Macrophylla Hydrangea I Hyndrangea Planting, Growth, and Care

Macrophylla Hydrangea, sometimes known as French or Hortensia hydrangea, is an excellent shrub selection for shade areas in your garden. The large, round flower heads can change color from pink to blue based on the pH of your soil.

Macrophylla Hydrangea In Your Garden

Variety: Hydrangea Hortensia/French Hydrangea Macrophylla
Zones: 5 to 9
Soil Type: Organically rich soil
Soil pH: 5.0 to 8.0
Sunlight: sun to shade, depending on zone
Availability: Sold as nursery grown starter plants. When buying plants, look for plants in bloom if possible. A blooming plant allows for no confusion about its type or quality. If this isn't possible, make sure plants have vigorous growth and aren't damaged or diseased.
When to plant: Nursery grown macrophylla hydrangea can be planted most any time of the year after the danger of frost has passed. Your plants will get the best start if planted in early summer or early fall. If your macrophylla hydrangea plants are placed in mid summer, they must be monitored carefully and not allowed to dry out.
Planting Method: Position your macrophylla hydrangea in a well drained area where it has plenty of room to grow. While these plants prefer some shade during the day, they have more tolerance for sun in cooler climate zones.
To plant, dig a hole three times wider than the container your macrophylla hydrangea came in, but no smaller than 3' in diameter. The planting hole should be as deep as you plant's container. Remove your plant from its container and place it in the hole. Replace the dirt so that the soil reaches the same level as that of the plant.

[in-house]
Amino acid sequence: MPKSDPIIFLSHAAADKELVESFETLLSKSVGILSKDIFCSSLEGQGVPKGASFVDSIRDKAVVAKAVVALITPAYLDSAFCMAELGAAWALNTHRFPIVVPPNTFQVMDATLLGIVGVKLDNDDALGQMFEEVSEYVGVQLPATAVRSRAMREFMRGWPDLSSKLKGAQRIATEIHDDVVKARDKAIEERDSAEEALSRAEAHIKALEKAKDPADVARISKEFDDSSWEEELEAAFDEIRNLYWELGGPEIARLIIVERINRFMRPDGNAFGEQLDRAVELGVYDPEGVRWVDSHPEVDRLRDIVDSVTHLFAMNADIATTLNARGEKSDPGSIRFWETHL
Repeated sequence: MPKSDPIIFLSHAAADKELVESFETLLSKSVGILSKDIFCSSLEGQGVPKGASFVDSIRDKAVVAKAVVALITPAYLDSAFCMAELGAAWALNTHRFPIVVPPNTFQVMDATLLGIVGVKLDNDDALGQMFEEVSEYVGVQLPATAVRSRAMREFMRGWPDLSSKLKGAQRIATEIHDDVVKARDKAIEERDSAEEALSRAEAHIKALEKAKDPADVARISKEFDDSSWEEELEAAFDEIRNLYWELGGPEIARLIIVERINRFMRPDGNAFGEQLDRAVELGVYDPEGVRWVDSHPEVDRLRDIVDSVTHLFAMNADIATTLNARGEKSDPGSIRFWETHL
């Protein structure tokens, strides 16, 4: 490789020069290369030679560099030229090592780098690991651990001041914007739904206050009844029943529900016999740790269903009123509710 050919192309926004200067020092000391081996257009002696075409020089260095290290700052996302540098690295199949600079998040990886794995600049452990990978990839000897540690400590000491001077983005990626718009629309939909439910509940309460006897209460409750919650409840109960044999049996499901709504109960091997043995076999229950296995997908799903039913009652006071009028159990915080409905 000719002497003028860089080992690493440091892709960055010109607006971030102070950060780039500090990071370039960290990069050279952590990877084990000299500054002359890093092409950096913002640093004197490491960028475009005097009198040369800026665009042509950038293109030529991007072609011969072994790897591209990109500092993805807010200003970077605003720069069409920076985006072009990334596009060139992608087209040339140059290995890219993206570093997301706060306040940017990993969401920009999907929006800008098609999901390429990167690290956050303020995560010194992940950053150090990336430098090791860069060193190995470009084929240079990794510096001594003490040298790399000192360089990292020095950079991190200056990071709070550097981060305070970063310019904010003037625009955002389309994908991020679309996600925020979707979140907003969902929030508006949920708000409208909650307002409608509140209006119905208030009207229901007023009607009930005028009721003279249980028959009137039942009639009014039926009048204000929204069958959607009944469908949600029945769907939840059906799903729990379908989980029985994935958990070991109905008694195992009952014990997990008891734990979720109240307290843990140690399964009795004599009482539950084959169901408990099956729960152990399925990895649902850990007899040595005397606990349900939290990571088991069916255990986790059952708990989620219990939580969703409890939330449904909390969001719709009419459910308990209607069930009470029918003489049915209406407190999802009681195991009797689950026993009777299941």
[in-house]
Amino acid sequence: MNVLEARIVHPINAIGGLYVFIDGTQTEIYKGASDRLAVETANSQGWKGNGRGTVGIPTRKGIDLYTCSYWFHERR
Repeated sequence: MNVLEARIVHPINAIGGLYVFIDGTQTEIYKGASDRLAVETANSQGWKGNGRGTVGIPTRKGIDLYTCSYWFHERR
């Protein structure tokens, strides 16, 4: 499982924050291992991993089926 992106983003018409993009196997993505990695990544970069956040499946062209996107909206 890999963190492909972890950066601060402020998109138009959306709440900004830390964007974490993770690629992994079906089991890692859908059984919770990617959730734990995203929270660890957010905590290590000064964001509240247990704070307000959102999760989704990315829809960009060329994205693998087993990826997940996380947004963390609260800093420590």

Watering: Macrophylla hydrangeas require a consistent moisture level of 1" per week. Supplement rainwater to maintain this level and be particularly diligent during periods of drought.

Fertilizing: Feed your macrophylla hydrangeas with a balanced, slow-release fertilizer in the late spring and mid summer. Avoid feeding after August, as your hydrangeas will be entering their dormant period as fall progresses.
Changing the pH level of your plant's soil in the early spring, before blooms form, will modify hydrangea bloom color. For blue flowers, mix one tablespoon of aluminum sulfate in a gallon of water and apply to the soil twice in the early spring. For pink flowers, sprinkle palletized lime over the soil and water in during the early spring.
Root Rot: Plant will yellow and wither from this condition. Root rot is caused by over watering or poor drainage. Make sure plants are placed in well-drained soil and understand the watering needs of specific plants.
Aphids: Small, soft-bodied insects that suck moisture from plants. Ladybugs are a great way to control aphids. Consider insecticidal soaps as an alternative to pesticides.
Spider Mites: Tiny cousins of spider and scorpions, spider mites may appear red to brown or yellow to green. Spider mites damage leaf cells as they suck moisture from them. Plants infested by spider mites may have brown or tan speckled leaves. Ladybugs are a natural predator of spider mites. Sharp blasts of water from a hose can dislodge spider mites and insecticidal soaps can be effective as well.
Propagation: Macrophylla hydrangeas are propagated from cuttings. For best results, begin cutting in the early summer. To create new plants from your hydrangea, take a cutting with three leaf nodes from a stem that didn't produce blooms this year. Remove the leaves from the lower two leaf nodes. Dip cutting in rooting hormone and pot in a mixture of vermiculite and sand. Water well and cover with clear plastic, making sure the plastic doesn't come in contact with the cutting's leaves. Water when top of soil becomes dry. Cuttings should begin to root in two to three weeks.

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